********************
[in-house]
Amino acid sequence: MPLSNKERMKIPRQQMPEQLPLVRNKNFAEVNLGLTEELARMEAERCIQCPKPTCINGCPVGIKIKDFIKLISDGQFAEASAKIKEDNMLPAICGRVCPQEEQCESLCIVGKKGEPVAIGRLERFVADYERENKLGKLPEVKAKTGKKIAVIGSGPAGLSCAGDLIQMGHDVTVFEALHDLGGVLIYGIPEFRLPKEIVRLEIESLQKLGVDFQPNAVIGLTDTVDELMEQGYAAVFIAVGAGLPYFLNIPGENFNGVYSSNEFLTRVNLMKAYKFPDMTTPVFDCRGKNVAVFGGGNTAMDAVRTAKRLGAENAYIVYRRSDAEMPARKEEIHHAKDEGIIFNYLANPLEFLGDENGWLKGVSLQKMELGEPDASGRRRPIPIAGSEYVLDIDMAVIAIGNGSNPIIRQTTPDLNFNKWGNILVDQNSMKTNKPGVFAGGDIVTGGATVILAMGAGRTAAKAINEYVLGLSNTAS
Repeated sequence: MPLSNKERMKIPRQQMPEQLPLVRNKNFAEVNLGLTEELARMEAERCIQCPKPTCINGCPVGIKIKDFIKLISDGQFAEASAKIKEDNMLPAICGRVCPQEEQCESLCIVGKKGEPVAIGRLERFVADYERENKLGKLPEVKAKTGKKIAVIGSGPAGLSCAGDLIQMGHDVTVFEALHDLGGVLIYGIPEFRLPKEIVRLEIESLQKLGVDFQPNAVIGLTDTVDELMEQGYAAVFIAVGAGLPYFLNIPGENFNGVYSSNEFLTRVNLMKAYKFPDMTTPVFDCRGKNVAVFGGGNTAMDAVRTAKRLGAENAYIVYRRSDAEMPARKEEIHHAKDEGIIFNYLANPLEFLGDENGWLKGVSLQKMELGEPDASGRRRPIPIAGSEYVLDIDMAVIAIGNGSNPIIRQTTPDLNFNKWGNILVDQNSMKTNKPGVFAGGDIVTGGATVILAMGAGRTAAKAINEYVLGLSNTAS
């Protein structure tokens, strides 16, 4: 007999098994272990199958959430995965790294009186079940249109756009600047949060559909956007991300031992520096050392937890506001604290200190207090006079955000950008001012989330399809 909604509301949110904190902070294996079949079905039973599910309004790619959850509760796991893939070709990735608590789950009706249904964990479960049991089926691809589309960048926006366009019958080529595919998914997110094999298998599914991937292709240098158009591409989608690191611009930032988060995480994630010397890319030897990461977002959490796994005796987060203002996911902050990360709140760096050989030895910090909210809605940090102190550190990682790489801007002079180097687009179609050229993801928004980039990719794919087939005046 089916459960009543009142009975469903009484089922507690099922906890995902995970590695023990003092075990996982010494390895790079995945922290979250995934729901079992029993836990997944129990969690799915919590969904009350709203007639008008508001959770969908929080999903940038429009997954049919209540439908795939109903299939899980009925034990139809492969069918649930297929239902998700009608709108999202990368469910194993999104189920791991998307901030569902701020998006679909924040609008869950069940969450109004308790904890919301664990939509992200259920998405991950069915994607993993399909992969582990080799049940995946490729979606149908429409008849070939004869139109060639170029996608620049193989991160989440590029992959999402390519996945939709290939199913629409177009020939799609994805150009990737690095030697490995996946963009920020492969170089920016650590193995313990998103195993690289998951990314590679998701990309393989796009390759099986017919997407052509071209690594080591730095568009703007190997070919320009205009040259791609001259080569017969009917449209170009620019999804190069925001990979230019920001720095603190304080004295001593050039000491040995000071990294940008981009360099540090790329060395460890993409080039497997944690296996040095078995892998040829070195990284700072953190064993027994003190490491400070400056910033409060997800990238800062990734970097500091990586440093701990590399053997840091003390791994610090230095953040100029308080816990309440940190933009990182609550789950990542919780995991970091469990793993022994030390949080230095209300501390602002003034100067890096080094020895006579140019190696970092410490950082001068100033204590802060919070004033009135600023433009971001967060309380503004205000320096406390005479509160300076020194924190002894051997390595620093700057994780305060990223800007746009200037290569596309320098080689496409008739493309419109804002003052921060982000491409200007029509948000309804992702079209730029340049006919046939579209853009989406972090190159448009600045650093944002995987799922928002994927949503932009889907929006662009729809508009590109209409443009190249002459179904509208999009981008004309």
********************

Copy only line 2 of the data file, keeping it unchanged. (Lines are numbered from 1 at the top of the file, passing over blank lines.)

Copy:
Amino acid sequence: MPLSNKERMKIPRQQMPEQLPLVRNKNFAEVNLGLTEELARMEAERCIQCPKPTCINGCPVGIKIKDFIKLISDGQFAEASAKIKEDNMLPAICGRVCPQEEQCESLCIVGKKGEPVAIGRLERFVADYERENKLGKLPEVKAKTGKKIAVIGSGPAGLSCAGDLIQMGHDVTVFEALHDLGGVLIYGIPEFRLPKEIVRLEIESLQKLGVDFQPNAVIGLTDTVDELMEQGYAAVFIAVGAGLPYFLNIPGENFNGVYSSNEFLTRVNLMKAYKFPDMTTPVFDCRGKNVAVFGGGNTAMDAVRTAKRLGAENAYIVYRRSDAEMPARKEEIHHAKDEGIIFNYLANPLEFLGDENGWLKGVSLQKMELGEPDASGRRRPIPIAGSEYVLDIDMAVIAIGNGSNPIIRQTTPDLNFNKWGNILVDQNSMKTNKPGVFAGGDIVTGGATVILAMGAGRTAAKAINEYVLGLSNTAS